Random Rambling

How Did You Become A Healthcare Marketer?

I remember when my step daughter was graduating from Kindergarten – during the ceremony they went around the room and asked each child what they wanted to be when they grew up. Many of the children gave the kind of answers you’d expect; they wanted to grow up to be a doctor, a lawyer, an astronaut or President of the United States. I was really proud of Meg who bucked the trend and declared that she wanted to grow up to be a rancher.  (The truth is she wanted to be a rancher who was also an artist.) It won’t surprise you to learn that no one expressed a desire to become a healthcare marketer. It’s just not something people think about or even know about at a young age.

So many of my friends are healthcare marketers of some sort. Some work in the digital realm, some are PR professionals, some are masters of integrated marketing, and others are graphic artists, writers and programmers. I’m curious to learn what professional path each individual followed to become a healthcare marketer. You have to know there are some great stories out there, and there were probably some major twists and turns along the way.

I’ll kick it off by sharing the path I followed:

College Internship: I left the University of Vermont after the fall semester of my sophomore year and headed down to North Carolina where my father had taken a position with the University of North Carolina System. Poverty (student loans) was the primary determining factor. So I enrolled at UNC for the spring semester with a curiosity about medicine/healthcare as a career. With that in mind, I accepted a paid internship with the nurse recruiting office at NC Memorial Hospital. The internship gave me the opportunity to meet all of the nursing leadership within the hospital – amazing people like Fran Ross, Sandy Evans and Rita Kubicki. The woman who hired me, Dia Stokes, was married to the man who would become the VP of Marketing for UNC Health Care, John Stokes, who would later become my client, friend and mentor. I didn’t see that coming when I was 19-years-old.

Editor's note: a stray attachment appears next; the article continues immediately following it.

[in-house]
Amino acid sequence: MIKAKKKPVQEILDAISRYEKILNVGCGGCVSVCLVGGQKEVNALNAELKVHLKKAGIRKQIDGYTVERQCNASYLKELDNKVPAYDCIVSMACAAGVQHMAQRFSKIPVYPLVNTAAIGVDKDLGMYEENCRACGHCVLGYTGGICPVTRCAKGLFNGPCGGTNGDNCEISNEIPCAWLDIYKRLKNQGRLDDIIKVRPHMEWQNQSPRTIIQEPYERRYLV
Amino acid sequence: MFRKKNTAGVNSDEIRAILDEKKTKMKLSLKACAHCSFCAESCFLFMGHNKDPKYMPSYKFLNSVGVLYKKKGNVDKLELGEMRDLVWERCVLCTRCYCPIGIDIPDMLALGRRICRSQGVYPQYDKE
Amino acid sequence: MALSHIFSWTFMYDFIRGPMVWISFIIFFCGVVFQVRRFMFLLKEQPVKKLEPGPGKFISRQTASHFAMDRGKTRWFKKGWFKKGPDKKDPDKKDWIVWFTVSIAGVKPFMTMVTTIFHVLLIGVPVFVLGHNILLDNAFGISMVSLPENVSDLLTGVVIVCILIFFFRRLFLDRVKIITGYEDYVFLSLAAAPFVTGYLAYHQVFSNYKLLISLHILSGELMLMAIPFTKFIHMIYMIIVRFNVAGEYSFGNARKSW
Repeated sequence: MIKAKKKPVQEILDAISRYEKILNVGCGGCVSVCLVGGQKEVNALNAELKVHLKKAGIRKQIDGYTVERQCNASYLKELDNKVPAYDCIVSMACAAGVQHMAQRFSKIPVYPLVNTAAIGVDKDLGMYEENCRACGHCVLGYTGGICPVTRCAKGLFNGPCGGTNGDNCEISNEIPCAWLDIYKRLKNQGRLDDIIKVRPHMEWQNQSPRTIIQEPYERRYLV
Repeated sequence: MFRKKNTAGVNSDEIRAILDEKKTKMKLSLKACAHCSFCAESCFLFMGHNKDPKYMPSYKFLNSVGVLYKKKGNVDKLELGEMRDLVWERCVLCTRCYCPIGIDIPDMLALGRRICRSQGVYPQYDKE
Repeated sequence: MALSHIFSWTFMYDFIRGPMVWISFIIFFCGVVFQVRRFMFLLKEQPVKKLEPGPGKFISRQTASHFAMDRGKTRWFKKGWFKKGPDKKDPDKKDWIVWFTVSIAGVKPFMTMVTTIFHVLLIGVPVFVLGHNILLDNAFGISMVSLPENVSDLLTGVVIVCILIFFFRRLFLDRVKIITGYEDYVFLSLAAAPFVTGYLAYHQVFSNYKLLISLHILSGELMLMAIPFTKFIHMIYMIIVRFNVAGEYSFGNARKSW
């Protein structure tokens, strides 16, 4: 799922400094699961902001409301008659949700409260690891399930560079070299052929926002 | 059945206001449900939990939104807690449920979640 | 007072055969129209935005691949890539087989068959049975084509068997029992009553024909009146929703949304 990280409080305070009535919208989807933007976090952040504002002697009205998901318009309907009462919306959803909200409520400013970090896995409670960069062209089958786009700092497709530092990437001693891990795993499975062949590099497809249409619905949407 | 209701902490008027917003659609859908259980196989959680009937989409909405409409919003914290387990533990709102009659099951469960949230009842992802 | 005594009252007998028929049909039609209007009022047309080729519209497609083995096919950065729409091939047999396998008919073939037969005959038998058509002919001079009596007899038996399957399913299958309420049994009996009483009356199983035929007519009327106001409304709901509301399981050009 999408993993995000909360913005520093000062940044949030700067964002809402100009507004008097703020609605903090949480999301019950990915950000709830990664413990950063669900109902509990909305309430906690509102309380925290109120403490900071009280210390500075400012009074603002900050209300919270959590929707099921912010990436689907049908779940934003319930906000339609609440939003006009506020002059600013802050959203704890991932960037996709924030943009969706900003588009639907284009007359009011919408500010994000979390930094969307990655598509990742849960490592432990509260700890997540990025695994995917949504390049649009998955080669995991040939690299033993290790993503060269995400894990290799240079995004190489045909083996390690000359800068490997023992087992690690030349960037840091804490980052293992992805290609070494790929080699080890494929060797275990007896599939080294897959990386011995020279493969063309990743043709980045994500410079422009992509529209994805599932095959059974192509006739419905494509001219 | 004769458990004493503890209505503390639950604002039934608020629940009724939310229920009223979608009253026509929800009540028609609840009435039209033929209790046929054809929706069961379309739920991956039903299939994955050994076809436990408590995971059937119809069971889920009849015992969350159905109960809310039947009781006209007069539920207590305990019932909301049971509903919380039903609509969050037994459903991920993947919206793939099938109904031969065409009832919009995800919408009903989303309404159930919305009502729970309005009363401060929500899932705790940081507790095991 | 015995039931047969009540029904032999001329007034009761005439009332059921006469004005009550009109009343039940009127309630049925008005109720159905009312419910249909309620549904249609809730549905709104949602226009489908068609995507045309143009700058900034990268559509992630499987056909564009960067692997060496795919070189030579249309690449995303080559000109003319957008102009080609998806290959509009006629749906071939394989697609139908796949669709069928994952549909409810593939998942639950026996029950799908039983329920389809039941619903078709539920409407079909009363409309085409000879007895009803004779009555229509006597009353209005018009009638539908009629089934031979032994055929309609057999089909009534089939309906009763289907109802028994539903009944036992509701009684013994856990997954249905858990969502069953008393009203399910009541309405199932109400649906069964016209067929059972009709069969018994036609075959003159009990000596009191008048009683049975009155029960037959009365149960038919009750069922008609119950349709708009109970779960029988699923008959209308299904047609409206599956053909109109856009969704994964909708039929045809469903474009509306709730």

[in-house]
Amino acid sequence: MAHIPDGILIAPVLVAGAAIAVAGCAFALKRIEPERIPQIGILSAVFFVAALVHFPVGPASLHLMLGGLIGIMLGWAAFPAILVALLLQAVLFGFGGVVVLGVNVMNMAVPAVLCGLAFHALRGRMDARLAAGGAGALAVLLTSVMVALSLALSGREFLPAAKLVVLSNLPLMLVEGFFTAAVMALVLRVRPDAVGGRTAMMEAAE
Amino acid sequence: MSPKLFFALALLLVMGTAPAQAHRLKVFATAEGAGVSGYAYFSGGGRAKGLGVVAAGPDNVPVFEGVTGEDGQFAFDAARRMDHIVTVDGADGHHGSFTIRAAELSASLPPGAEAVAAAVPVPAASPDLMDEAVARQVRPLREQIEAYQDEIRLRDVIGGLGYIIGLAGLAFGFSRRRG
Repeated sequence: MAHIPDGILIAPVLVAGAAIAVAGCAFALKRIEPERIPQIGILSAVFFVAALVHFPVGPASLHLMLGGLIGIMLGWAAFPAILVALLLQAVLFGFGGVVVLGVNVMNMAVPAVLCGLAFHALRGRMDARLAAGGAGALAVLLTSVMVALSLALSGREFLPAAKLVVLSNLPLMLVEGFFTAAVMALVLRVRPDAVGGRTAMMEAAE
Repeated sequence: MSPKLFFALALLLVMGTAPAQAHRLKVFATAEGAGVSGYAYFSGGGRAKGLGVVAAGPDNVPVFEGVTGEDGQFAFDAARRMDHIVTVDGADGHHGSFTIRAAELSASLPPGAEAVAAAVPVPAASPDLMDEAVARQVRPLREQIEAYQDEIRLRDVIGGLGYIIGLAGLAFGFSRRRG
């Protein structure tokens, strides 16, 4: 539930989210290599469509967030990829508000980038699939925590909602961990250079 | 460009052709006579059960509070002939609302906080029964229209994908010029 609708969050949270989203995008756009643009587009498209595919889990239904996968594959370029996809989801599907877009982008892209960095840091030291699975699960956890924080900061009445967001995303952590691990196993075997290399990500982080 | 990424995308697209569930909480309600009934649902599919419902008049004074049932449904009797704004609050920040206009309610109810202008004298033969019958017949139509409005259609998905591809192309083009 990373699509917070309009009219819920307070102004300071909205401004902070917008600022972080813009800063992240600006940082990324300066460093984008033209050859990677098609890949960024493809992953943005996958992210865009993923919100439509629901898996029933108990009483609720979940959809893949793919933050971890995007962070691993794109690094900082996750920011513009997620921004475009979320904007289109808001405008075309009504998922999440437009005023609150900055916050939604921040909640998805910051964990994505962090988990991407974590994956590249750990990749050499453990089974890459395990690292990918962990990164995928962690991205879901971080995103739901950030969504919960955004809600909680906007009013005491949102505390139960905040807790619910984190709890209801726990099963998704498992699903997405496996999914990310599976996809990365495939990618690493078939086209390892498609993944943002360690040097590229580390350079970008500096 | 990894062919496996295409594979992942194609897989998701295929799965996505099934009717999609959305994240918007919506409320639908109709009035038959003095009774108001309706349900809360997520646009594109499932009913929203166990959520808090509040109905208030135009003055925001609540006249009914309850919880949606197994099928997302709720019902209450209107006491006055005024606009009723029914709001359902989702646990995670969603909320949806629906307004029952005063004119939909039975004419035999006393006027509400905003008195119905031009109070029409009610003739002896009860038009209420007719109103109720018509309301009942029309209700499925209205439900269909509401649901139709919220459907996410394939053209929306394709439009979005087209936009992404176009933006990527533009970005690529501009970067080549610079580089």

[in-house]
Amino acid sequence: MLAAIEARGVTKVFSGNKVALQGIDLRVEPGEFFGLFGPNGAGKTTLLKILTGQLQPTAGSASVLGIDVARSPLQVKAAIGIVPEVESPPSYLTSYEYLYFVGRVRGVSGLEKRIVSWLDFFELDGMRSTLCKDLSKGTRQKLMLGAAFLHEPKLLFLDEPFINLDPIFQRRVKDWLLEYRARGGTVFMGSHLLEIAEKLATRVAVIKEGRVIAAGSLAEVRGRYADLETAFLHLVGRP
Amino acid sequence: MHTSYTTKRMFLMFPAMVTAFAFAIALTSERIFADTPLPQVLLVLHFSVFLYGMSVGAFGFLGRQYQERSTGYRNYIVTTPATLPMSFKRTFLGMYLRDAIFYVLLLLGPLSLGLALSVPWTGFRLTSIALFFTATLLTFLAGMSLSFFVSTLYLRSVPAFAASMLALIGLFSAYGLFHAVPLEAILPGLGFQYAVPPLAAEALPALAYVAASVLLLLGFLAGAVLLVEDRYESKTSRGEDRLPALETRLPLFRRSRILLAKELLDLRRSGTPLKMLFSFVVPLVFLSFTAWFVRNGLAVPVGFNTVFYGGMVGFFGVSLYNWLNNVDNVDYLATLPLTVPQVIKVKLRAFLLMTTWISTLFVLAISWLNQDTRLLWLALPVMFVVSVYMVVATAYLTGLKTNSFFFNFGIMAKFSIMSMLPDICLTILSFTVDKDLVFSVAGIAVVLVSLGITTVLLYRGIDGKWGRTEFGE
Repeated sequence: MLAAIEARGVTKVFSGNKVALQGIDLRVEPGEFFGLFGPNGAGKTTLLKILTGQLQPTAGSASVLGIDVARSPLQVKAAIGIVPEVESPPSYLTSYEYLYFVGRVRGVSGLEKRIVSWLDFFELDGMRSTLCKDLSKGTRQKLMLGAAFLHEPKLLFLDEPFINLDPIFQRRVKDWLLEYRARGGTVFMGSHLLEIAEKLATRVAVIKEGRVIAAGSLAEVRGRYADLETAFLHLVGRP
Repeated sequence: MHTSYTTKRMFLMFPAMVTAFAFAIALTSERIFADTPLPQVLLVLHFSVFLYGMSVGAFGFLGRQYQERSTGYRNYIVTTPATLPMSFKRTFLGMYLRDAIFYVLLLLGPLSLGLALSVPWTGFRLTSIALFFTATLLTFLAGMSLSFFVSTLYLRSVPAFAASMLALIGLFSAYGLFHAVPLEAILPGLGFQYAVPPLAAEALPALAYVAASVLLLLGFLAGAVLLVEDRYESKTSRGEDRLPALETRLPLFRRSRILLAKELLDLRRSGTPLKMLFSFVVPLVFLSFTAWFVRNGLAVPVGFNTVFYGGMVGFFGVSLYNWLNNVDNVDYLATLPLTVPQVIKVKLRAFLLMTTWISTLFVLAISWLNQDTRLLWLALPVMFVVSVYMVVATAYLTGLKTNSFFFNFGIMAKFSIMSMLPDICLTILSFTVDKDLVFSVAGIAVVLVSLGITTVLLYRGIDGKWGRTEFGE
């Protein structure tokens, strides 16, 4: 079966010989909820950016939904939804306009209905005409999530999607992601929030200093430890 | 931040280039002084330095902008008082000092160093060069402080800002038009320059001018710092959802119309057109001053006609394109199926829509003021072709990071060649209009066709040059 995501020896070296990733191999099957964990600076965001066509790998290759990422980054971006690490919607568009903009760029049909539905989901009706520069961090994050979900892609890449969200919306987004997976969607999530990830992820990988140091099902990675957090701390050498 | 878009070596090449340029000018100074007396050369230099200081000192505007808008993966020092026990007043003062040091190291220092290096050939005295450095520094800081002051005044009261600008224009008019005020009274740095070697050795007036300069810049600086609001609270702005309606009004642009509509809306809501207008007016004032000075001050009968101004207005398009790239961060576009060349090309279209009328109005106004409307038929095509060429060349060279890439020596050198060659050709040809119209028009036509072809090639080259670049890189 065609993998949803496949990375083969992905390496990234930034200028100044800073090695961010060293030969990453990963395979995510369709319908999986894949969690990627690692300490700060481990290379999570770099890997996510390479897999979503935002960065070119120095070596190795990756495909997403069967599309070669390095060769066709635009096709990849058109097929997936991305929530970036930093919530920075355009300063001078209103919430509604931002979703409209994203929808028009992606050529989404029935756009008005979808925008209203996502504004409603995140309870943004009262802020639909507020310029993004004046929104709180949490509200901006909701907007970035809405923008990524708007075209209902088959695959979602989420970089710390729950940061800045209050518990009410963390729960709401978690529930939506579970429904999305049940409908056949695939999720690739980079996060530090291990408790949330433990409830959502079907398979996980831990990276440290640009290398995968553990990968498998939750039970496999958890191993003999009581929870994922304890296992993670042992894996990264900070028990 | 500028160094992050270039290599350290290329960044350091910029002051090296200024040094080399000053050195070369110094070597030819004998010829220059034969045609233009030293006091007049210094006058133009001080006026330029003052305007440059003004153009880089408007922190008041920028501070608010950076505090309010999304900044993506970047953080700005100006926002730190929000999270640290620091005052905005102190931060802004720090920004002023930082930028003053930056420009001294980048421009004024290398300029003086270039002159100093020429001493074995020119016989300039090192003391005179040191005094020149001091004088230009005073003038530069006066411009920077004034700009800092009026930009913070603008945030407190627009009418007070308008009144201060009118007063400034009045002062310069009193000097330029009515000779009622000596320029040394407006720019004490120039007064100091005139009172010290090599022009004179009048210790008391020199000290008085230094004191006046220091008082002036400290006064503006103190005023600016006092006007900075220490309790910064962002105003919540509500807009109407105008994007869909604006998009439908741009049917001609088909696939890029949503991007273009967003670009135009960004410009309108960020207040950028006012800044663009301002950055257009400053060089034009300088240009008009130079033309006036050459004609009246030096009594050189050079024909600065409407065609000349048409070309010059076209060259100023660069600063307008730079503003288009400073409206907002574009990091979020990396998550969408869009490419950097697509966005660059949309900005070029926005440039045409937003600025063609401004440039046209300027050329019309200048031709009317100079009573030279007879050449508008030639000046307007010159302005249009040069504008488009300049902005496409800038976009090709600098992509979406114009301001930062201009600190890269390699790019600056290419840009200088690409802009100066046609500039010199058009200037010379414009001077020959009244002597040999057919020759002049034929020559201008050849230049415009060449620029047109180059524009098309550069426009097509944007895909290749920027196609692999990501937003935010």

When my internship ended my contacts and friends within the nursing department encouraged me to take a job working nights as a nursing assistant at NC Memorial Hospital. I worked on the medicine side of a cardiovascular med/surg floor (6A/6B of the main bed tower). In that role I learned a ton – most significant was a respect for nurses and the job they do. Wow. It has stayed with me all these years. Based on that experience I also decided that being a doctor was not for me.

After spending way too much time in graduate school, I became a professional communicator and started my career marketing political candidates, and then quickly moved into broadcasting. My dad had worked in broadcasting and I wanted to follow in his footsteps. For a few years I managed a community radio station in Chapel Hill, North Carolina. In that role, I had the good fortune to work with Durham Regional Hospital (now part of Duke Medicine). They were one of my clients and my contact there was Bernard Kingsley who gave me an education in hospital marketing. Together with his staff, I helped to create and produce a weekly radio program called “Community Health Update.” This was back in 1991-1992. Each week we would cover different health topics and interview physicians from Durham Regional Hospital. Now 20 years later I’m still interviewing physicians and marketing key service lines within hospitals.